In fact, my favourite shot from this trip is the Speckled Wood, which shows such vivid colours around the body.

Mike

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Re: MikeOxon

Postby jonhd » Thu Aug 25, 2016 10:55 pm

Quickie question, Mike (better suited to the Photography section, I guess)... You have a E-M5 MkI, do you not? What's the focus acquisition performance like, compared to the E-M1 (with the Panny Leica 100-400). I have the E-M5 MkII, and find close shots (from the 1.3m [?] limit, to 3m or so) pretty iffy, at times. Even in good light, it just refuses to focus on the 'fly. Sometimes, twiddling the Panny's manual focus ring can kick it into working (I use "S-AF + MF" mode, with spot focus [and Face Detection, etc. off]). Am using the Panny's IS, with the IBIS off - and hand-holding, using that big tripod shoe as the primary grip.
I wondered whether the E-M1's contrast detection focussing makes a big difference...

Cheers, Jon

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MikeOxon
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Re: MikeOxon

Postby MikeOxon » Thu Aug 25, 2016 11:33 pm

Hi Jon - good question. So far, I haven't tried the 100-400 on my E-M5, which I keep as a backup. Close focus can be tricky, however, even with the E-M1, especially if there is background clutter to distract the AF sensing.

I used to have to give a 'helping hand' sometimes to my Nikon 300mm f/4 in similar situations, so suspect this is a common problem. My Olympus 60mm macro has switch-able focus ranges, to minimise the 'problem' but, in practice, I find the 'helping hand' is quicker!

You've prompted me to try some comparative tests with my two bodies - I'll let you know the outcome.

Mike

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Re: MikeOxon

Postby Pauline » Fri Aug 26, 2016 5:44 am

I couldn't have put it better myself Wurzel. I, too love that shot - very Autumnal and the combination of orange and browns really add to the photo. I have been wanting one like this myself for several years now :mrgreen:

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Re: MikeOxon

Postby MikeOxon » Fri Aug 26, 2016 12:49 pm

Very nice comment from a prize-winning photographer, Pauline :D

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Re: MikeOxon

Postby jonhd » Fri Aug 26, 2016 9:32 pm

MikeOxon wrote:...Close focus can be tricky, however, even with the E-M1, especially if there is background clutter to distract the AF sensing....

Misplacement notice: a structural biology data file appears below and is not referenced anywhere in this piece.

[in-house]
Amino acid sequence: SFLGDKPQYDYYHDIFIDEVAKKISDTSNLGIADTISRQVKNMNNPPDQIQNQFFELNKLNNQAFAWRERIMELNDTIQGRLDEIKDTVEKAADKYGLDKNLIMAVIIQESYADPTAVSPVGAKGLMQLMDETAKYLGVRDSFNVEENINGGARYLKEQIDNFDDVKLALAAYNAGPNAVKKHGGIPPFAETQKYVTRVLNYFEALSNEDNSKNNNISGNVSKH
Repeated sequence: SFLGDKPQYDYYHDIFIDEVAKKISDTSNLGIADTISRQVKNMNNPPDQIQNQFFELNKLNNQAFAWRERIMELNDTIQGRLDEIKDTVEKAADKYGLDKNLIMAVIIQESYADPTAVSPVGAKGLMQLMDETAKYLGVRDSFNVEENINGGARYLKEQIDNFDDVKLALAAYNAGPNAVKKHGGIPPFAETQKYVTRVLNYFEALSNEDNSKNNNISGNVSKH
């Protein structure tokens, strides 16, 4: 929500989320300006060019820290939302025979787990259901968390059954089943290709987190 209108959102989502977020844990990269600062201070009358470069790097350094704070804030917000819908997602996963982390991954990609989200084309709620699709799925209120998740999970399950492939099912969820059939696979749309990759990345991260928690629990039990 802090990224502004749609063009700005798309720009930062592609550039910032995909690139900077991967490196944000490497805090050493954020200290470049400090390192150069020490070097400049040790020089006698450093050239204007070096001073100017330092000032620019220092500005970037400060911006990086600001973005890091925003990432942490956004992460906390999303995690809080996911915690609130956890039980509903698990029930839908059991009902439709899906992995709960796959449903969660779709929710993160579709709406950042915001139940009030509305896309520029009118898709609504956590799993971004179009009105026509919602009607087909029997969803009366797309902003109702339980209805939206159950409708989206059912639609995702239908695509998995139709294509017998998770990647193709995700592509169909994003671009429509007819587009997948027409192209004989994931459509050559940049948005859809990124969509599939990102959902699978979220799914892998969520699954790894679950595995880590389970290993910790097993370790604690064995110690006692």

Yes, that's the typical circumstance (cluttered background), Mike. Would be interested to hear your deliberations (comparing E-M5 [Contrast detect focus] with E-M1 [Contrast & Phase detect focus]).

Cheers, Jon

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Re: MikeOxon

Postby MikeOxon » Fri Aug 26, 2016 10:45 pm

Aston Rowant NNR - 26th August 2016

Another hot and sunny day prompted a return visit to the South-facing slope at Aston Rowant NNR. This time, my objective was the Adonis Blue, which I found along the earthworks around the lower part of Beacon Hill. I always get a buzz from that first glimpse of the intense electric-blue colour of the males, far outshining their Common Blue cousins.

AR_Adonis1_2016.jpg
Aston Rowant NNR, Oxon - 26th August 2016
Olympus E-M1 with Leica 100-400mm lens - 1/1600s@f/11 ISO 640

I was pleased to realise a wish I've had for many years - to capture both Common and Adonis Blues in the same photo. An area of flowers was proving a magnet to both species and, eventually, two shared the same flower head and I managed to capture them in (momentarily) identical poses! It's a pity that the Common Blue was somewhat frayed around the edges but the key differences in colouration are very obvious (Adonis on the left):

AR_Blues2016.jpg
Aston Rowant NNR, Oxon - 26th August 2016
Olympus E-M1 with Leica 100-400mm lens - 1/1250s@f/9 ISO 640

A little later the same two butterflies gave a repeat performance, this time showing their undersides. Now, the Adonis is on the right:

AR_Blues-uns2016.jpg
Aston Rowant NNR, Oxon - 26th August 2016
Olympus E-M1 with Leica 100-400mm lens - 1/2000s@f/9 ISO 640

It was hard to tear myself away from the display of all those keenly-nectaring butterflies. Most of the time, they kept their wings closed and then, suddenly, there would be a vivid flash, as one of the Adonis males moved rapidly to another flower-head. I tried to take in-flight shots during these moments but, even with a shutter speed of 1/1600s, I only got blurred results - they are very rapid flyers!

Just as I turned away from all these Blues, I spotted a Clouded Yellow, hotly pursued by a White. The White turned away and the Clouded Yellow seemed to dive into the grasses, some distance away, but I found nothing when I combed the area.

A little later, my wife, who's a much better 'spotter' than I am, noticed an unusual Small Tortoiseshell, with almost uniform red-amber colouring, without the usual yellow areas.

AR_SmTortAb2016.jpg
Aston Rowant NNR, Oxon - 26th August 2016
Olympus E-M1 with Leica 100-400mm lens - 1/1600s@f/11 ISO 640

Small Whites were especially abundant, so I took a few photos to compare with the Large White, which I showed in a previous post. The quite strong yellow colour of the undersides was very noticeable:

AR_SmWhite2016.jpg
Aston Rowant NNR, Oxon - 26th August 2016
Olympus E-M1 with Leica 100-400mm lens - 1/2500s@f/11 ISO 800